Violent clashes have erupted in Delhi between police and hundreds of university students over the enactment of a new citizenship law that critics say undermines India's secular foundations.
The unrest has already led Japanese Prime Minister Shinzo Abe to cancel a planned visit to India on Sunday.
The new law offers a way to Indian citizenship for six minority religious groups from neighbouring Bangladesh, Pakistan and Afghanistan - including Hindus and Christians, but not Muslims.
Police fired tear gas and used baton charges to disperse scores of students demonstrating at Jamia Millia Islamia university in the heart of Delhi on Friday.
An official at the university dispensary said more than 100 students had been brought in with injuries but all had been discharged.
Critics of Prime Minister Narendra Modi's government say it is promoting a Hindu-first agenda for India and that the citizenship law excluding Muslims showed a deep-seated bias against India's 170 million Muslims.
Modi's ruling Bharatiya Janata Party says the new law is meant to help minority groups facing persecution in its three neighbouring Muslim countries.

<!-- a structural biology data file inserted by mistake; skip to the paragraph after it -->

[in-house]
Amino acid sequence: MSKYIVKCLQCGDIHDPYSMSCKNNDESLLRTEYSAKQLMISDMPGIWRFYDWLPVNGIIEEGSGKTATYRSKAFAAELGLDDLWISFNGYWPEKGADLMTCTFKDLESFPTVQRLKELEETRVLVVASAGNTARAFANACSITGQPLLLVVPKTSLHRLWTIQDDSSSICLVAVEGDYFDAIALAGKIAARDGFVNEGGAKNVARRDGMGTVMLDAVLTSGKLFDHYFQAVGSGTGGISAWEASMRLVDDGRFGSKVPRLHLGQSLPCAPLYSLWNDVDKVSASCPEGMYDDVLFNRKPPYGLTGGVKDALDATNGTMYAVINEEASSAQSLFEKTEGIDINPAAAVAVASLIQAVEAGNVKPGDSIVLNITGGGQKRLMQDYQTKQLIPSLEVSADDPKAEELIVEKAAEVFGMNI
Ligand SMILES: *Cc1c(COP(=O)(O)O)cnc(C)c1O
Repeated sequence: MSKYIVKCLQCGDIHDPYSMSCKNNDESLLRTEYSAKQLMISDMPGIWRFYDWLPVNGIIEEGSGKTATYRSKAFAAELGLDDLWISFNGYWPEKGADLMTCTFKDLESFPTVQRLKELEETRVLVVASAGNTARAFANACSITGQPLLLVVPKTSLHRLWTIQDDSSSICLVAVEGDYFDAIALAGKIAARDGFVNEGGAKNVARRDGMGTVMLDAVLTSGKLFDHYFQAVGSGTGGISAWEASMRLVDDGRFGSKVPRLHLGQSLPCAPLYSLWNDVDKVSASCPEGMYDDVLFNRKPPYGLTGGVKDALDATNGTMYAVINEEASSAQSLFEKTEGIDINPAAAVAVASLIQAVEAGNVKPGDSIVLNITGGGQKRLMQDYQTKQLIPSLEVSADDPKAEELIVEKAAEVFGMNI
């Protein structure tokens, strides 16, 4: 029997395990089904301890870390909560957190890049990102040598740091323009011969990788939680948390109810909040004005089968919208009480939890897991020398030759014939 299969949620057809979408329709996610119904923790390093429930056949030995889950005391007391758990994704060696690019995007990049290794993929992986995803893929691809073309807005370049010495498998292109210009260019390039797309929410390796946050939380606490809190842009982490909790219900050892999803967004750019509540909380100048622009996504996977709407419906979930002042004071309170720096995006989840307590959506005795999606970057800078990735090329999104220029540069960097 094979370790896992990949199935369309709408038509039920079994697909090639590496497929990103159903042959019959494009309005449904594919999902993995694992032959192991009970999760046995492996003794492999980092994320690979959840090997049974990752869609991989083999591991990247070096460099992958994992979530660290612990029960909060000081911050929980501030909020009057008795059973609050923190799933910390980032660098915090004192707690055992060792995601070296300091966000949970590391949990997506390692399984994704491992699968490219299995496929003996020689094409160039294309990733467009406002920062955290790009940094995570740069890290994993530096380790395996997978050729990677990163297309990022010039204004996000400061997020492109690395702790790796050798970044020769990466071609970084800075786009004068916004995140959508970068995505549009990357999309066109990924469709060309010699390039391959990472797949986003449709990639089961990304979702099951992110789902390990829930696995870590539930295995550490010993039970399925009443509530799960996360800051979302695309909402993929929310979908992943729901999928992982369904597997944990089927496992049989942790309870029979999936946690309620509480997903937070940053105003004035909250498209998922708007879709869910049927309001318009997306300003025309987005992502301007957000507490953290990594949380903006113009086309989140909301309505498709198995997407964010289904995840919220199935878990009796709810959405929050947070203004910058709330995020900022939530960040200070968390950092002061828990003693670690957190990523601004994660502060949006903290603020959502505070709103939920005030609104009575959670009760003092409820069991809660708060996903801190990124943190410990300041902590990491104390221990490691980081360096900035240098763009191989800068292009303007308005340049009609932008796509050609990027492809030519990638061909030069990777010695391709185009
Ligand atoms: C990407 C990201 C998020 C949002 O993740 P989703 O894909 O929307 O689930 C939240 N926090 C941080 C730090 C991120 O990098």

The UN human rights office voiced concern that the new law is "fundamentally discriminatory in nature", and called for it to be reviewed.
Two people were killed in India's Assam state on Thursday when police opened fire on mobs torching buildings and attacking railway stations in protest at the new citizenship rules signed into law.
Abe cancelled a trip to Assam for a summit with his Indian counterpart Narendra Modi that had been due to begin on Sunday.
"With reference to the proposed visit of Japanese PM @AbeShinzo to India, both sides have decided to defer the visit to a mutually convenient date in the near future," Indian foreign ministry spokesman Raveesh Kumar said in a tweet.
Australian Associated Press